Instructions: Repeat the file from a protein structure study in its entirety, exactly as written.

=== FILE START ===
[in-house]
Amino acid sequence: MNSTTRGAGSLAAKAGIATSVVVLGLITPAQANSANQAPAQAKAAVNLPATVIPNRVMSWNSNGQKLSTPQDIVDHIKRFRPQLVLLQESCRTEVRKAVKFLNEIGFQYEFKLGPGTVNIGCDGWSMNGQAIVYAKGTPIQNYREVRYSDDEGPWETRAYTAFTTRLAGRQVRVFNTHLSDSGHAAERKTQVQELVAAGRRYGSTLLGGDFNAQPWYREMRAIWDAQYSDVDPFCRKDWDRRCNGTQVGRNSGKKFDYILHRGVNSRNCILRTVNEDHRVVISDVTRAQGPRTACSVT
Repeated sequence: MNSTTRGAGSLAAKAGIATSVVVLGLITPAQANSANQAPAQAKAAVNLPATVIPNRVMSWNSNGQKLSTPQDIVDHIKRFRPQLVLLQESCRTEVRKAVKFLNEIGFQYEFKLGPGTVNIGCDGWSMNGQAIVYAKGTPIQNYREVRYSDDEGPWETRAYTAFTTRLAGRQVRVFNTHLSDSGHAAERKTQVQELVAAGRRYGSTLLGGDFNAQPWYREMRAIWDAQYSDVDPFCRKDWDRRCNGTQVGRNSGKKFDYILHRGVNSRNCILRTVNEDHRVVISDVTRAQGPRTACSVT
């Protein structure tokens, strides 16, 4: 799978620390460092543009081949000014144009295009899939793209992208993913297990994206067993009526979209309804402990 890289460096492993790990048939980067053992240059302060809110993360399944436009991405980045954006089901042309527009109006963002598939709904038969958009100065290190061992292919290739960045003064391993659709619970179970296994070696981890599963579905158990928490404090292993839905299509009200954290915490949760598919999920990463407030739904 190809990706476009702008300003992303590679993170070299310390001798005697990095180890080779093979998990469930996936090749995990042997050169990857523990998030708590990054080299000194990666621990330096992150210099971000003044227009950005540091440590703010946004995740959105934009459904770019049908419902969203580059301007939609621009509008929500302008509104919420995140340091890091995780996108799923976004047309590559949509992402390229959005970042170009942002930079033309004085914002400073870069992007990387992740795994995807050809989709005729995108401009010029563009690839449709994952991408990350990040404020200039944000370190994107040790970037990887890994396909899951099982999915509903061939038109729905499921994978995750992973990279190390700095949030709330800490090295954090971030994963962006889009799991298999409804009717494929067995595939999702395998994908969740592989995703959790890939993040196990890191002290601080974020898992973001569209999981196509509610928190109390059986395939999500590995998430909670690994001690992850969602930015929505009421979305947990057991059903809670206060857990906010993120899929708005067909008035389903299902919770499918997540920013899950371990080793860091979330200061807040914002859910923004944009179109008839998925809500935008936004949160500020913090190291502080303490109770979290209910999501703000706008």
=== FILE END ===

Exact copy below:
[in-house]
Amino acid sequence: MNSTTRGAGSLAAKAGIATSVVVLGLITPAQANSANQAPAQAKAAVNLPATVIPNRVMSWNSNGQKLSTPQDIVDHIKRFRPQLVLLQESCRTEVRKAVKFLNEIGFQYEFKLGPGTVNIGCDGWSMNGQAIVYAKGTPIQNYREVRYSDDEGPWETRAYTAFTTRLAGRQVRVFNTHLSDSGHAAERKTQVQELVAAGRRYGSTLLGGDFNAQPWYREMRAIWDAQYSDVDPFCRKDWDRRCNGTQVGRNSGKKFDYILHRGVNSRNCILRTVNEDHRVVISDVTRAQGPRTACSVT
Repeated sequence: MNSTTRGAGSLAAKAGIATSVVVLGLITPAQANSANQAPAQAKAAVNLPATVIPNRVMSWNSNGQKLSTPQDIVDHIKRFRPQLVLLQESCRTEVRKAVKFLNEIGFQYEFKLGPGTVNIGCDGWSMNGQAIVYAKGTPIQNYREVRYSDDEGPWETRAYTAFTTRLAGRQVRVFNTHLSDSGHAAERKTQVQELVAAGRRYGSTLLGGDFNAQPWYREMRAIWDAQYSDVDPFCRKDWDRRCNGTQVGRNSGKKFDYILHRGVNSRNCILRTVNEDHRVVISDVTRAQGPRTACSVT
């Protein structure tokens, strides 16, 4: 799978620390460092543009081949000014144009295009899939793209992208993913297990994206067993009526979209309804402990 890289460096492993790990048939980067053992240059302060809110993360399944436009991405980045954006089901042309527009109006963002598939709904038969958009100065290190061992292919290739960045003064391993659709619970179970296994070696981890599963579905158990928490404090292993839905299509009200954290915490949760598919999920990463407030739904 190809990706476009702008300003992303590679993170070299310390001798005697990095180890080779093979998990469930996936090749995990042997050169990857523990998030708590990054080299000194990666621990330096992150210099971000003044227009950005540091440590703010946004995740959105934009459904770019049908419902969203580059301007939609621009509008929500302008509104919420995140340091890091995780996108799923976004047309590559949509992402390229959005970042170009942002930079033309004085914002400073870069992007990387992740795994995807050809989709005729995108401009010029563009690839449709994952991408990350990040404020200039944000370190994107040790970037990887890994396909899951099982999915509903061939038109729905499921994978995750992973990279190390700095949030709330800490090295954090971030994963962006889009799991298999409804009717494929067995595939999702395998994908969740592989995703959790890939993040196990890191002290601080974020898992973001569209999981196509509610928190109390059986395939999500590995998430909670690994001690992850969602930015929505009421979305947990057991059903809670206060857990906010993120899929708005067909008035389903299902919770499918997540920013899950371990080793860091979330200061807040914002859910923004944009179109008839998925809500935008936004949160500020913090190291502080303490109770979290209910999501703000706008």